Rough & Ready Creek is known for its spring display of rare, diverse and endemic flowering plant communities. Botanists come to the Botanical Wayside located off Highway 199 just north of O'Brien, and the more adventurous seek the watershed's higher reaches.
But after the flowers bloom, the botanical wayside, managed cooperatively by the U.S. Forest Service and Bureau of Land Management, becomes little more than a rest stop. Which is a mystery, considering that the creek's channels are most accessible in the late summer and early fall when stream flows are low. And large, deep pools glisten in the sun, inviting swimmers even into late October.
Find a Google map with downloadable KML file at http://tinyurl.com/67vo4vo
An O'Brien 7.5-minute series quadrangle map of the area can be downloaded at http://tinyurl.com/6e52gg4
See photos of the hike at https://picasaweb.google.com/HoweGabe/October232011
This 5-mile, difficult to strenuous cross-country hike is only for hikers who are well acquainted with their compass, map and balance. Wear ankle-supporting shoes for rock hopping, and bring sandals for walking in the creek. Download and print the O'Brien 7.5 Minute Series map for free from maps.usgs.gov. Most of this route, which is available online for GPS and Google Maps users, is inaccessible during the wetter months of the year.
From the Rough & Ready Botanical Wayside on Highway 199, head west on the well marked path. The first quarter-mile or so follows a path groomed well enough for a stroller, but the rest requires a measure of fitness. The mouth of the creek may be at a meek trickle, but don't be fooled. Hydrologic paradise exists just higher up.
The groomed path terminates just past a picnic bench, but a dim road continues upstream. Disregard the first two faint junctions heading left, south and toward the creek. You will find yourself heading northwest and away from Rough & Ready.
About three-quarters of a mile into the hike, while heading northwesterly, pass a creek and head southwest on the unmarked road back toward Rough & Ready Creek. The closed road follows this diversion all the way to its source, Seats Dam. Keep an eye on your map and compass and don't get confused in this hypnotic maize of antiquated, unsigned roads.
Seats Dam, which should first be located on the USGS map, is just above a huge display of bedrock exposed by the suspended flow. The geologic display is nothing short of fascinating, and probably a terminus for raging rock hounds.
Seats Dam, complete with a rope swing, is a popular spot for locals to visit on hot days when the Illinois River feels like a bathtub. The deep pools below and above the dam are ideal for swimming. Keep heading upstream on the creek's north side, over Parker Creek, which offers views of the Cascades and a display of old-growth trees. In these riparian pockets, the vegetation suddenly seems happy — a stark contrast from the trees and shrubs that appear to barely push themselves out of the arid, red soils of Rough & Ready's open plain.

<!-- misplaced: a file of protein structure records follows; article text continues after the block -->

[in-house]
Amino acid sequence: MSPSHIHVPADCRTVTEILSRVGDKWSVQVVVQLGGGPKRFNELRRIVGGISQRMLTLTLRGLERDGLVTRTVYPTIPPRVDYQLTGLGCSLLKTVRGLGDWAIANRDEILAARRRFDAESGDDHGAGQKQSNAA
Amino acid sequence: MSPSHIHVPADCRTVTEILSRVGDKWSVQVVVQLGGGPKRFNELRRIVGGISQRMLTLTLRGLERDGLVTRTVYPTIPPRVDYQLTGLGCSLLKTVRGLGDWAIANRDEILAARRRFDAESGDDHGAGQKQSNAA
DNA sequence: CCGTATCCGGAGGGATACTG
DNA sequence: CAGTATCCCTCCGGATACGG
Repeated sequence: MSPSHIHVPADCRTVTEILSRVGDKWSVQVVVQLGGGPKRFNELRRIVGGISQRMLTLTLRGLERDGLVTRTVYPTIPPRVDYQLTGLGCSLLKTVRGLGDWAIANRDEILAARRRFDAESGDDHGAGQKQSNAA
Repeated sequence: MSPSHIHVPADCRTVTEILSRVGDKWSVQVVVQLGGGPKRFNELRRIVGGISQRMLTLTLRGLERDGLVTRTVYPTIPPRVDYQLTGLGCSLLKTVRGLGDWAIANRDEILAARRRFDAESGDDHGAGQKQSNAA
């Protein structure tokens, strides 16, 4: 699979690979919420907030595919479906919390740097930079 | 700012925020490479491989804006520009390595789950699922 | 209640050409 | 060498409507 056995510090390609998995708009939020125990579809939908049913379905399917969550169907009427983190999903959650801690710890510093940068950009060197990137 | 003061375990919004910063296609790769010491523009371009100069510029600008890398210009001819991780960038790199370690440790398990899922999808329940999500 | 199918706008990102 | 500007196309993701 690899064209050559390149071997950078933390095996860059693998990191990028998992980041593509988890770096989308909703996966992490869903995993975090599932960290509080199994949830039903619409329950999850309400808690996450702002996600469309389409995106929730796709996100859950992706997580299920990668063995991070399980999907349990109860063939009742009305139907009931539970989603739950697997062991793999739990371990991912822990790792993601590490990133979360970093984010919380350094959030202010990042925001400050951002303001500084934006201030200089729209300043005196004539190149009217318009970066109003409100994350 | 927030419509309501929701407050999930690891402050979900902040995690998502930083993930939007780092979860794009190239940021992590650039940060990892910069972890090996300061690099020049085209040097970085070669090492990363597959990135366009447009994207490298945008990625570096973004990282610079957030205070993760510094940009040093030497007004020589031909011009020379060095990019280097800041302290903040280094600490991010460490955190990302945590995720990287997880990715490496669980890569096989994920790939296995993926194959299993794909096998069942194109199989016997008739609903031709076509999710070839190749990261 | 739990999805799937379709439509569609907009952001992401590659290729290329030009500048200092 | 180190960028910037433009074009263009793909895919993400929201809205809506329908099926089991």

At about 1.5 miles, head back toward the creek and traverse the bank as you see fit and with extreme caution. One slip could mean a sore wrist, twisted ankle or cracked skull. This section is not for the faint of heart, balance-challenged or inexperienced. And if a heavy rain started at the right time, hikers could face a dangerous flash flood.
About 1,500 river feet up from Seats Dam is one of the best swimming opportunities I've found in Southwest Oregon. Deep, wide, emerald pools catch color the way only roadless, wild, free-running rivers do. There are rocks to jump from, rocky benches to sit on and views of the Siskiyou Crest to the south.
Upstream is more bedrock exposed by two smaller dams. Deep, narrow pools below small waterfalls appear along these big bends of the creek, pushing the curiosity of explorative hikers. Head back the way you came, or locate a new route, but don't get lost.
Before I'd seen this enchanting stretch of Rough & Ready, I thought its description as a creek was accurate, but not anymore. Rough & Ready is full of water, even in late fall; it's just hard to find. It should be titled a scenic river, and those crazy enough to have floated its channel or navigated its banks know this very well. So from now on, I think I'll just call it a river and wait for the cartographers to follow suit.
Freelance writer Gabriel Howe lives in Ashland and is founder and chair of the Siskiyou Mountain Club. Contact him at email@example.com.